• EmGee says:

      I have no idea where in the hierarchy this reply will end up, but I see your point regarding unmarrieds being happier, particularly women, and particularly women in the 19th century. It is easier now, but even though laws have changed and society has eased up on what is accepted of people, traditional gender roles are still intact for most women, and they are also expected to pick up the financial slack as well.

      I doubt I will ever harbor thoughts of marriage again, but that doesn’t mean I don’t desire a partner. These are 2 distinct categories for me. I have been far more satisfied being in long term relationships than in my marriage.

      • Lydia says:

        I don’t know if they were happier and I bet loads of them wanted (and want in cultures where marriage is arranged) choice. I was just saying MissM not liking choice might have preferred the arranged marriage easier. Indeed there are cults you can join where your spouse is picked by the cult never mind all those cultures where that remains the case.

        Marriage gives more security to most people as it is a public commitment for life with all kinds of responsibilities on both sides. Living together does not have the same effect.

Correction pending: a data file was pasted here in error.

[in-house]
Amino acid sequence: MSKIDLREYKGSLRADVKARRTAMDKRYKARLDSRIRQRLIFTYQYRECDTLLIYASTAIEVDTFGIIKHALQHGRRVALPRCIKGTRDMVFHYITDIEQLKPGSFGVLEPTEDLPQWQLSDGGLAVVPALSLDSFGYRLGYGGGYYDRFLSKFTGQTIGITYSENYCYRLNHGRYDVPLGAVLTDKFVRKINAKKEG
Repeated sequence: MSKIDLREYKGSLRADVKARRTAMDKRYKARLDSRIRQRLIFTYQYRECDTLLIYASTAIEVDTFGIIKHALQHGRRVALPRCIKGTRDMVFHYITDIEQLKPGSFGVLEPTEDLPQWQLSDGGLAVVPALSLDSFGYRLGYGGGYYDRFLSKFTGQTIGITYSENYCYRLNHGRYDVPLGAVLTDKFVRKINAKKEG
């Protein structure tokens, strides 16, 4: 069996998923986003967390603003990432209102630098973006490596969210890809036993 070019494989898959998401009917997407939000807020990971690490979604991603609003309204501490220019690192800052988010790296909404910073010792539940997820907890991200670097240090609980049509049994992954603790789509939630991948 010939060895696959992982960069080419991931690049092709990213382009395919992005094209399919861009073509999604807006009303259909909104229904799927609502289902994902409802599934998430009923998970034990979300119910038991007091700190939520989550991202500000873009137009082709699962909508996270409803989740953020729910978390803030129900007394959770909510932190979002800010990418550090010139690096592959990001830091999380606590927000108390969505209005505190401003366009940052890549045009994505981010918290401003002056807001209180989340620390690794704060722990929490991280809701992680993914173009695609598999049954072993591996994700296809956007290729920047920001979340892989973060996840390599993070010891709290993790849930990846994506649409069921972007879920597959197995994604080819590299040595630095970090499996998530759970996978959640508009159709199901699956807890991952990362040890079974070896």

Most women in the UK work and have children and also ensure they have a fair division of tasks at home. Only idiots in the UK today tolerate sexism within their relatinoships and the above mentioned “traditional gender roles”.

  • anna says:

    Spot on! Have been reading your blog for a while now, and loving it!


  • How do you get a picture to appear in the icon next to your name here?

  • Oxonian says:

    Terrific! That rant has surely been one of this blog’s highlights. I guess it’s a shame to see a perfectly sound nugget of wisdom cheapened by repetition in the mouths of people who’ve never had to avail themselves of it.

  • MissBates says:

    Literally GASPING with laughter, Plankton. You’ve outdone yourself with this one.

    I hate the platitude-mongers, and very nearly punched the last person who told me “it will happen when you stop looking.” Pretty fucking stupid advice, really, but anyway: If this person ever paid any attention to me instead of glazing over once every three years when I venture to mention the difficulty of my plankton status (you know, when I can get a word in edgewise while listening to all of HER important, married-person GROWN-UP problems), she would know that: (a) I’ve already stopped looking; and (b) I didn’t ASK her for dating advice, I just wanted a little sympathy; and (c) um…I’ve forgotten where I’m going with this, really, so I’m just going to spare you all and stop.

    • T. Lover. says:

      Perhaps it’s me. I don’t see the laugh or the logic.

      Underlying the counting of blessings is a plank of behavioural psychology viz look to something positive if you want to drag yourself out of a hole, don’t dwell on the bad and look forward to something nice.

      “When you are not looking” underpins two wisdoms.